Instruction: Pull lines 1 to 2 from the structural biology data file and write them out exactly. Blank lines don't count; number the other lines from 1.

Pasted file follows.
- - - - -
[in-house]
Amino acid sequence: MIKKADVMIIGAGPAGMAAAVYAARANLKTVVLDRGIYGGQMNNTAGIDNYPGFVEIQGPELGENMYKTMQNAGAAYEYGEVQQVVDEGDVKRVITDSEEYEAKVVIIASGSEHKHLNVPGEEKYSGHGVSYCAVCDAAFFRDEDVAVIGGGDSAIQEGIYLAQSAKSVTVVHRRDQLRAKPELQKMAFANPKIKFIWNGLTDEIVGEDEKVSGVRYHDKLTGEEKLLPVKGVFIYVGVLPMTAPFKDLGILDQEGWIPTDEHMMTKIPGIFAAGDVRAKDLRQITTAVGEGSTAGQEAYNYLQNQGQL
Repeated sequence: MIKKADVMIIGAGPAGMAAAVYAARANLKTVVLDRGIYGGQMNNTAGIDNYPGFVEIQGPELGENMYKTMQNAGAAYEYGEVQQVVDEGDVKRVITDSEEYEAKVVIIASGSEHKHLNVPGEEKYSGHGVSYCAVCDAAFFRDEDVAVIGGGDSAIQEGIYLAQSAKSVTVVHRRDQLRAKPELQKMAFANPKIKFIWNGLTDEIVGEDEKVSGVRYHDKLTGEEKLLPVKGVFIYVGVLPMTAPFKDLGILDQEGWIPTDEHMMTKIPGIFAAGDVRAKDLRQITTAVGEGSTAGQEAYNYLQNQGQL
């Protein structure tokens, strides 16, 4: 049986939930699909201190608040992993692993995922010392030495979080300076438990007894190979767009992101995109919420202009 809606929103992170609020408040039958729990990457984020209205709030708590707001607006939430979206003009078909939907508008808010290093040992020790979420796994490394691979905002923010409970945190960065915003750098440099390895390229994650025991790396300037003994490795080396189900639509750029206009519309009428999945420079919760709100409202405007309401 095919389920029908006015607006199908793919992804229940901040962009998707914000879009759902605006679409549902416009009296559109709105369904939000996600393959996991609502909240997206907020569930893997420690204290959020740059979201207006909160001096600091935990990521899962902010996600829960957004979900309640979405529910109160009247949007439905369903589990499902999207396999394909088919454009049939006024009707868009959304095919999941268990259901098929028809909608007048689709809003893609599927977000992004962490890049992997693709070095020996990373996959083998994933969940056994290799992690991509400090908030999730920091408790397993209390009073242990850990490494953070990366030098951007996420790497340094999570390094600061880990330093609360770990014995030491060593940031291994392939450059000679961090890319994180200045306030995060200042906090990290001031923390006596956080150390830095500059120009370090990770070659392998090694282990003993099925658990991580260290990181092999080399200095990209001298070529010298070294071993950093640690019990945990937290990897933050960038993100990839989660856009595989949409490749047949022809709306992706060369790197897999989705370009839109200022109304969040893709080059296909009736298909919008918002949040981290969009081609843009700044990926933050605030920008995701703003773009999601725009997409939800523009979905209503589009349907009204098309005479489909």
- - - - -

[in-house]
Amino acid sequence: MIKKADVMIIGAGPAGMAAAVYAARANLKTVVLDRGIYGGQMNNTAGIDNYPGFVEIQGPELGENMYKTMQNAGAAYEYGEVQQVVDEGDVKRVITDSEEYEAKVVIIASGSEHKHLNVPGEEKYSGHGVSYCAVCDAAFFRDEDVAVIGGGDSAIQEGIYLAQSAKSVTVVHRRDQLRAKPELQKMAFANPKIKFIWNGLTDEIVGEDEKVSGVRYHDKLTGEEKLLPVKGVFIYVGVLPMTAPFKDLGILDQEGWIPTDEHMMTKIPGIFAAGDVRAKDLRQITTAVGEGSTAGQEAYNYLQNQGQL